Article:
8. Brag on social media how you SOLD OUT and how you can’t wait for the next one!
Brag about picking up new clients. These tactics will make you look busier than you are and will hopefully get people to want to work with you. Keep the delusion going! And then teach them how to do all of the above, but only if they upgrade to the six-month VIP training course.
(Grabs vomit bucket.)
So how do you know who to work with?
Find out if the coach was properly trained, educated, and successful in their field for starters. Were they able to build a career without having to sell coaching packages to do so? If somebody is a business coach, ask them how many businesses they built and how successful they were. Coaches who have succeeded in their fields to the point that it was a career for them are in a better position to teach others transferable skills and proven strategies that are based on real-world value and practical application.
I can’t tell you how many “business coaches” I’ve seen that have never built an actual business. They’ve read a few books, went to a Tony Robbins training, and perhaps they themselves got duped into a “coaching training” package in the past as well. But wow. It sure takes a certain level of narcissism to position yourself way above your actual life experience, and to have the audacity to sell your lies and false image to others.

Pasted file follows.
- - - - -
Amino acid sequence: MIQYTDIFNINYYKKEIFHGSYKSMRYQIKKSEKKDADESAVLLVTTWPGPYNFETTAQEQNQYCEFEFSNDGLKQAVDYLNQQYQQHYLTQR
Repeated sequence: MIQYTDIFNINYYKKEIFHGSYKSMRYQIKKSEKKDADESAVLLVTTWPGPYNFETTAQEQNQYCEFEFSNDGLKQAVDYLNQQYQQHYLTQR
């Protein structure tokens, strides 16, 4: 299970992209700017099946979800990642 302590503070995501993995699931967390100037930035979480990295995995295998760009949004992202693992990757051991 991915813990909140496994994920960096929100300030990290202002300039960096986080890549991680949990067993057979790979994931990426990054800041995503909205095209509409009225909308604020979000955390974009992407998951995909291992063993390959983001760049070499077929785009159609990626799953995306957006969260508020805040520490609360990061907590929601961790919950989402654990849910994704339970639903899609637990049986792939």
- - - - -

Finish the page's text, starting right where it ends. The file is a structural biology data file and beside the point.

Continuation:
“Look at me! Look at me world!”
Get over yourself and deal with the fact that your past actions of seeking the easy way out have been the cause of so much of your life failures—to the point that you have to sell yourself out on the Internet hoping to make money by promoting a made-up version of yourself to those who are just as lost as you are. Get your own house in order before trying to help others, you fellow codependent you.
To put it bluntly, many people who sell coaching packages are oftentimes whoring out their own trauma—in order to emotionally manipulate other people’s trauma, to convince them to shell over their money, in order to learn literally the most basic sh*t ever. Maybe the conscious folks are actually the baby souls of this world?
Most of the time what these people who buy these packages actually need in order to be successful is simply accountability, and to change the type of people they surround themselves with.